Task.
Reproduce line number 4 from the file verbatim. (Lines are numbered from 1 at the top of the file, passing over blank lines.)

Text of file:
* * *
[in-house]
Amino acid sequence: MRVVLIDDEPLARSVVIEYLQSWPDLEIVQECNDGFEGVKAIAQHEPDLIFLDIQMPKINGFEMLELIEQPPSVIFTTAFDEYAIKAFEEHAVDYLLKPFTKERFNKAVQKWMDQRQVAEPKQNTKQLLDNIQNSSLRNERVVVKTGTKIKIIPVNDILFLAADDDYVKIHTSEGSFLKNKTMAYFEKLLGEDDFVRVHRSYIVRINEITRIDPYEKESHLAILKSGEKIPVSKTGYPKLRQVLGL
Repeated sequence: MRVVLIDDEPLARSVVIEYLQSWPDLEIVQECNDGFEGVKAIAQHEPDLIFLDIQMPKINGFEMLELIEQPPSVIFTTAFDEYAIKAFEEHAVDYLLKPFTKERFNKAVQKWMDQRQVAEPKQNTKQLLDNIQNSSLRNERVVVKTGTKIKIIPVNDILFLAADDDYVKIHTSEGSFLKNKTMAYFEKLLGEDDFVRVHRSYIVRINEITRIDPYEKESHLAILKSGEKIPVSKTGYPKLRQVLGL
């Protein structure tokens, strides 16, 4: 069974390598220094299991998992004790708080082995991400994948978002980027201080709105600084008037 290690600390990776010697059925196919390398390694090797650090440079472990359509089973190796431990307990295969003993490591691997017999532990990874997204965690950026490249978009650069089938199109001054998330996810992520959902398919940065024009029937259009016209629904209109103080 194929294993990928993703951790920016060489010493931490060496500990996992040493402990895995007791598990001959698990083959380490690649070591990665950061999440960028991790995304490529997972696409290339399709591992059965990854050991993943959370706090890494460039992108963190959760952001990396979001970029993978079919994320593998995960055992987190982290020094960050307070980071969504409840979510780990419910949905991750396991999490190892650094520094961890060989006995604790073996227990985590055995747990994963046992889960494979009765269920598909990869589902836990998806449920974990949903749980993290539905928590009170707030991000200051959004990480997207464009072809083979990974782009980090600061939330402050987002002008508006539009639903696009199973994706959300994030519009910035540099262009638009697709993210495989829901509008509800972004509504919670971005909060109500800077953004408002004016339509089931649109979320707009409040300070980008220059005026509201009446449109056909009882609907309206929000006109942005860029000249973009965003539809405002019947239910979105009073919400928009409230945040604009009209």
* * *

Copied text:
């Protein structure tokens, strides 16, 4: 069974390598220094299991998992004790708080082995991400994948978002980027201080709105600084008037 290690600390990776010697059925196919390398390694090797650090440079472990359509089973190796431990307990295969003993490591691997017999532990990874997204965690950026490249978009650069089938199109001054998330996810992520959902398919940065024009029937259009016209629904209109103080 194929294993990928993703951790920016060489010493931490060496500990996992040493402990895995007791598990001959698990083959380490690649070591990665950061999440960028991790995304490529997972696409290339399709591992059965990854050991993943959370706090890494460039992108963190959760952001990396979001970029993978079919994320593998995960055992987190982290020094960050307070980071969504409840979510780990419910949905991750396991999490190892650094520094961890060989006995604790073996227990985590055995747990994963046992889960494979009765269920598909990869589902836990998806449920974990949903749980993290539905928590009170707030991000200051959004990480997207464009072809083979990974782009980090600061939330402050987002002008508006539009639903696009199973994706959300994030519009910035540099262009638009697709993210495989829901509008509800972004509504919670971005909060109500800077953004408002004016339509089931649109979320707009409040300070980008220059005026509201009446449109056909009882609907309206929000006109942005860029000249973009965003539809405002019947239910979105009073919400928009409230945040604009009209």